The movie writers and directors seem to basically be shrugging off the question -- both in interviews, and definitely within the content itself. "We didn't want to retread the origin." Yeah okay, but it's one thing to start the story after the events of Uncle Ben's murder, but it's another thing entirely for him to not even be named once across 5 film appearances by MCU Peter.

    It feels as though you had a Batman franchise that started from the Justice League movie (not BvS), where it seems like everything he's doing is because of how Superman inspired him. It's like, yeah, those two characters share a deep connection, but that's not the motivation. It makes sense only from the marketing perspective of tying together these big IPs for a shared universe.

    Anecdotally, every person I hear who think "MCU Spidey is the best version" also "never really read the comics" so I can understand why it doesn't matter to that crowd. If the MCU isn't your primary introduction to the character, does the erasure of Uncle Ben bother you?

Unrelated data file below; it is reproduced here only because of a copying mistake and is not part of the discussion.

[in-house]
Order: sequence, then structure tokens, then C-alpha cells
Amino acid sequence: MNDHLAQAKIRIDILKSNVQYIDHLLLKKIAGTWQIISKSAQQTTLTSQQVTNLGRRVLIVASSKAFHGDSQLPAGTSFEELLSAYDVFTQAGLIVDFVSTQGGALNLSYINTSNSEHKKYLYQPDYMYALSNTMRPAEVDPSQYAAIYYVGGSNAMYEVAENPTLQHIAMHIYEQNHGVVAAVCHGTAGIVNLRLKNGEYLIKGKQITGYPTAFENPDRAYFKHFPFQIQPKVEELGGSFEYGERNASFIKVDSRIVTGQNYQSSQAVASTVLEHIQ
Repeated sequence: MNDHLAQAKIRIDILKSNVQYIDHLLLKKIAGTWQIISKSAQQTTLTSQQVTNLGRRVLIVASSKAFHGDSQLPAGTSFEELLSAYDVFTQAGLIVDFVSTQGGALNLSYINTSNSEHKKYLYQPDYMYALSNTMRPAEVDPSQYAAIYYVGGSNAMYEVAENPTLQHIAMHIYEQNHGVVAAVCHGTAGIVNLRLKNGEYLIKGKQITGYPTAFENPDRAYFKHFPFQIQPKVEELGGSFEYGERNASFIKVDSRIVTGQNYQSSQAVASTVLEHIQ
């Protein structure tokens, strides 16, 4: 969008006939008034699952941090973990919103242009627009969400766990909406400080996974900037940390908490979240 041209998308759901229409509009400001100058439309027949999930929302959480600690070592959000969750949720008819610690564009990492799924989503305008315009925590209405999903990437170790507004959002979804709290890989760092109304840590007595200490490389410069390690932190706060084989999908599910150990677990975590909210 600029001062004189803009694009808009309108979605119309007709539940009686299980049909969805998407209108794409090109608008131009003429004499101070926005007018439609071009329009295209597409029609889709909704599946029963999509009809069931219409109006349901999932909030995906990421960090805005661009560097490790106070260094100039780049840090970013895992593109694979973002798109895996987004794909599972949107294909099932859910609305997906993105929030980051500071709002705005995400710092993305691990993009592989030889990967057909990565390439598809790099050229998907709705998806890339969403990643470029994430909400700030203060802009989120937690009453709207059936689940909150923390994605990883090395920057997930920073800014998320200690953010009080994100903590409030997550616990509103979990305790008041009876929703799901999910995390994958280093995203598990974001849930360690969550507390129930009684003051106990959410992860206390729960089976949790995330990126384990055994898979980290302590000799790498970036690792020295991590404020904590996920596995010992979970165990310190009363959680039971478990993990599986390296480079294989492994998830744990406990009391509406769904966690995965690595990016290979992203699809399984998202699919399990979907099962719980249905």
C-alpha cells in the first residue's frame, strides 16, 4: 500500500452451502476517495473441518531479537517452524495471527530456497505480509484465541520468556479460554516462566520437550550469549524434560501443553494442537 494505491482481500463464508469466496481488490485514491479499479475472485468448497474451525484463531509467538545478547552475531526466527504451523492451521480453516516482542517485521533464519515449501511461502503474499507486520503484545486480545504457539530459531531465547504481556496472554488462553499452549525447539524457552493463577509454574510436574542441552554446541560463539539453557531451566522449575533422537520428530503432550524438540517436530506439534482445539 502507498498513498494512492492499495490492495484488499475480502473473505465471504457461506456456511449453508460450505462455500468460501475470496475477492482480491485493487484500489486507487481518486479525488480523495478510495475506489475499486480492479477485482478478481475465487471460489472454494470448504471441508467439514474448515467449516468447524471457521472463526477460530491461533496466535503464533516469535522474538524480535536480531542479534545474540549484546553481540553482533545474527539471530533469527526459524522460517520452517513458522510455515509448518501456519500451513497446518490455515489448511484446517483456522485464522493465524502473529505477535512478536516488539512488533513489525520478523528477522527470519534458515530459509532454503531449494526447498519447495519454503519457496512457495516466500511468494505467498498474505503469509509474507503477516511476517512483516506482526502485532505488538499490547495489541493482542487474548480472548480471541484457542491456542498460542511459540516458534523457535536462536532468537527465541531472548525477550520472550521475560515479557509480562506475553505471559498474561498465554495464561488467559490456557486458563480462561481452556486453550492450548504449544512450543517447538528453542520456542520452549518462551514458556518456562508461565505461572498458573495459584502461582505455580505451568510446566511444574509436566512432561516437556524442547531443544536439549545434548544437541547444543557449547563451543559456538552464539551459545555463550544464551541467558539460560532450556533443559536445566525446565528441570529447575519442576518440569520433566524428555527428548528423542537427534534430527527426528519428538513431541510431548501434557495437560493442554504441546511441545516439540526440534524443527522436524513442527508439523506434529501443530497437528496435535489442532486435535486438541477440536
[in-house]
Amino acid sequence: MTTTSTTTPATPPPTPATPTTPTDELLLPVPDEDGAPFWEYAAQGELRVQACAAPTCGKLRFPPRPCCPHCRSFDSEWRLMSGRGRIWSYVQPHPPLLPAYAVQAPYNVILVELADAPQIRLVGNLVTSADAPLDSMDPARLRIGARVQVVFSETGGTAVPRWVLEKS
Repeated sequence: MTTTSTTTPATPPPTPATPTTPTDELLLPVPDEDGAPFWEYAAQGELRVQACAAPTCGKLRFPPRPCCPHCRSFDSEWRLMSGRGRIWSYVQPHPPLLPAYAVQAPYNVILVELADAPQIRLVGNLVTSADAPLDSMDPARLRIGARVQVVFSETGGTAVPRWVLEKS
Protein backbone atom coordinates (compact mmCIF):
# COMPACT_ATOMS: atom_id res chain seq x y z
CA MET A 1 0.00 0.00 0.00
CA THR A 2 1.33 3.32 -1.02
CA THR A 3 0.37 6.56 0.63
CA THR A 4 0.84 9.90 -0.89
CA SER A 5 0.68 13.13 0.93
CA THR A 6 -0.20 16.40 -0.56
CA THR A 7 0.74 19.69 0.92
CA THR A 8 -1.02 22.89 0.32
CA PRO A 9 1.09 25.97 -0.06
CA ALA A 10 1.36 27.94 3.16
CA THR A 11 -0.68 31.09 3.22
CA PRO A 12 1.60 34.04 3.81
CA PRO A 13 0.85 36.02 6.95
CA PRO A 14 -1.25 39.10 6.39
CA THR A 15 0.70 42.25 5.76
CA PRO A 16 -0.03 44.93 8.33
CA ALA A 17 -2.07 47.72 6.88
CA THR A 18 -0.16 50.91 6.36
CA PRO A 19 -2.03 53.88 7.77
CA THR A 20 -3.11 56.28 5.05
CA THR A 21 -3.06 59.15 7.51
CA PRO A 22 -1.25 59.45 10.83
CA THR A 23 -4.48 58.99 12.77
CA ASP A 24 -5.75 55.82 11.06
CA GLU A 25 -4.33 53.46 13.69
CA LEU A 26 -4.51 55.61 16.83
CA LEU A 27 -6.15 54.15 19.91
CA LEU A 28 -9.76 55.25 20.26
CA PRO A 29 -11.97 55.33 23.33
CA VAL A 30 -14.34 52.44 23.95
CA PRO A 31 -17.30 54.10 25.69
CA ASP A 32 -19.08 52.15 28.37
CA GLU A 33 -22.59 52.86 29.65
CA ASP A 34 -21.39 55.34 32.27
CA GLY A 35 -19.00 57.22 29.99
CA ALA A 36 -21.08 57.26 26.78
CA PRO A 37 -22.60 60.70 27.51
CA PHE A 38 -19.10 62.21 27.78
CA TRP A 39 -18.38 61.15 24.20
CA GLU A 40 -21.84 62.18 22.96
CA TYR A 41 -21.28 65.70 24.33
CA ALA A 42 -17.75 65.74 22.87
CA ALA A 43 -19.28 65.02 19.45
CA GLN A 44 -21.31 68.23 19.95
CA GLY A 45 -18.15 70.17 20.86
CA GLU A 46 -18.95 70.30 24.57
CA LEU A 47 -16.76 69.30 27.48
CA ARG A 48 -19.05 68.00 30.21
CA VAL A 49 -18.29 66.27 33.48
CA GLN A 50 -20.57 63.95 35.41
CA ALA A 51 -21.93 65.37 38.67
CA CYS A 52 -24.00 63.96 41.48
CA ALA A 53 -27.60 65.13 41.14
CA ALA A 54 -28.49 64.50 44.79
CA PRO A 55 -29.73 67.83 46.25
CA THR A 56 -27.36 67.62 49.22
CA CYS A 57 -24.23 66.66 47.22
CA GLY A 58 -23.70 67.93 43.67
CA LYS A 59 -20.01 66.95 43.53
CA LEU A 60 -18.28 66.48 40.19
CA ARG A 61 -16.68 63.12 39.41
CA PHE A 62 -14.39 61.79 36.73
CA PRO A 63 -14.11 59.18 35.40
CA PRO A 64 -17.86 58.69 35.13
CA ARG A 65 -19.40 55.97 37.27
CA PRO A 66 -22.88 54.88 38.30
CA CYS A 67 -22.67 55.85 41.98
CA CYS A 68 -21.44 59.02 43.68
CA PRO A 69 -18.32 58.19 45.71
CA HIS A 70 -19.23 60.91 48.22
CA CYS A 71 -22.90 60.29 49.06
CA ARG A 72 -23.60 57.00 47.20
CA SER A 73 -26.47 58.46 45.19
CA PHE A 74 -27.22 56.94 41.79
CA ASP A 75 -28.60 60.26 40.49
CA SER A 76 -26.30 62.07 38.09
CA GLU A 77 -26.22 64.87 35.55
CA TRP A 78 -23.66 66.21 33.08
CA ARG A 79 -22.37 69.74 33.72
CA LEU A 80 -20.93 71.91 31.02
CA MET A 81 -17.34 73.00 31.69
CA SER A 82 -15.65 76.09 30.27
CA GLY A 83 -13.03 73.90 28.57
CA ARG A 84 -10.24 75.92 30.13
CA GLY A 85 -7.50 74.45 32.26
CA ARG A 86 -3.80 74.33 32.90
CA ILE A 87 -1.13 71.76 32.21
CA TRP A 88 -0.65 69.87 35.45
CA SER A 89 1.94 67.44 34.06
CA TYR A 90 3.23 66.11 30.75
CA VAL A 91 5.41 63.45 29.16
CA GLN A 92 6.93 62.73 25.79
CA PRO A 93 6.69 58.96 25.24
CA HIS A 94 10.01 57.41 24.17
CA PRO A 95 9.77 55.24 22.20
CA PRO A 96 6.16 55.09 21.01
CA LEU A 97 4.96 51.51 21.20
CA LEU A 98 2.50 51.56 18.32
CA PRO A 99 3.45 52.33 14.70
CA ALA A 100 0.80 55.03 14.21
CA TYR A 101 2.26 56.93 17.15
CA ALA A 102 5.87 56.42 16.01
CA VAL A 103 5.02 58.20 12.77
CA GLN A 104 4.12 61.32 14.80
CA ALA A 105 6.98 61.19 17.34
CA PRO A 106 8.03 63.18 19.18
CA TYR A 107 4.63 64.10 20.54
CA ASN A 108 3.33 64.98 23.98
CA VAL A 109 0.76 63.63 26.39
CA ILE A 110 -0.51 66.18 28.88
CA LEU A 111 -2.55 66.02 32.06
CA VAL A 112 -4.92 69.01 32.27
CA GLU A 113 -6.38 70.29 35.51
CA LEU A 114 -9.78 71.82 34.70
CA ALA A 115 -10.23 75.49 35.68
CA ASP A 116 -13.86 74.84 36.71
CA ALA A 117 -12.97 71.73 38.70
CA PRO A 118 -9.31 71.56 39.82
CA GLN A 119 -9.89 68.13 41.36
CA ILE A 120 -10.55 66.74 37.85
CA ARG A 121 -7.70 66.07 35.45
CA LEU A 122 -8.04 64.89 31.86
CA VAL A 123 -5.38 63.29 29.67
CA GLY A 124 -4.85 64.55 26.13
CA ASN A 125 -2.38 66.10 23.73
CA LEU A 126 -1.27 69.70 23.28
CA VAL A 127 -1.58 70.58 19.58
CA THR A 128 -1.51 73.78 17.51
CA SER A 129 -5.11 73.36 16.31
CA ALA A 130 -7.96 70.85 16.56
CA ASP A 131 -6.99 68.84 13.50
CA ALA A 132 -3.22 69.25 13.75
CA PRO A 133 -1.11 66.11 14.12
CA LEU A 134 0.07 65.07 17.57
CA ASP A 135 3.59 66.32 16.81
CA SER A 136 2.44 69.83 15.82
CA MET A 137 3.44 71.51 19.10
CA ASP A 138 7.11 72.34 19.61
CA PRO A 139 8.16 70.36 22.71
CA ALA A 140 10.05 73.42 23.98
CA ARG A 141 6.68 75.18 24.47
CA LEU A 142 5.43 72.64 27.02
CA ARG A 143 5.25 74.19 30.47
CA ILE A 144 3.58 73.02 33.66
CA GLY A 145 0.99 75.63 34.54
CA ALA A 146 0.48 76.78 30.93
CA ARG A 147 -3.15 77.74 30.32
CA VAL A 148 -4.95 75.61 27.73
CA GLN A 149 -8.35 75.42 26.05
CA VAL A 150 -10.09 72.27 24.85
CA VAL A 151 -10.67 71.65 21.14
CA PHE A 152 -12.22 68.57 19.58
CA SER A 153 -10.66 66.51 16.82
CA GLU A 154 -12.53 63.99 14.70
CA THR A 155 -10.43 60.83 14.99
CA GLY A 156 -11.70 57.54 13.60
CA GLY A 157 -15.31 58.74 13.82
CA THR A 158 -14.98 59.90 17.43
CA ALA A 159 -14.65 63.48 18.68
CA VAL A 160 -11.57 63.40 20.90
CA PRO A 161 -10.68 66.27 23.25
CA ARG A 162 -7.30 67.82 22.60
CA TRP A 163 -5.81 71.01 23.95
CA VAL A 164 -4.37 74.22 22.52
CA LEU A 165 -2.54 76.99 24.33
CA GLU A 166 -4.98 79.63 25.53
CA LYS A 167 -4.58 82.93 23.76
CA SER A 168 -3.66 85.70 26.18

While I have problems with the MCU Spider-Man, I'd rather them not mention Uncle Ben every 5 minutes. So I'm fine with the lack of references thus far through 5 movies.

    I've read plenty of Spider-Man comic books. Uncle Ben's memory is only one facet of why Peter fights crime as Spider-Man. It's also established quite explicitly that Peter loves the thrill of crime fighting and this is at times equal to his honoring Uncle Ben. And Uncle Ben isn't mentioned every other page.

    I'm also not bothered with the Iron Man/Spider-Man connection. It's not ideal, especially if you're a comic book fan, but it works and makes sense within the MCU. Peter didn't have a father, his father figure in Uncle Ben was killed - presumably by his inaction. Then Tony comes along and becomes his mentor, only to be killed bringing Peter back from death. It makes sense that FFH would deal with the aftermath of that.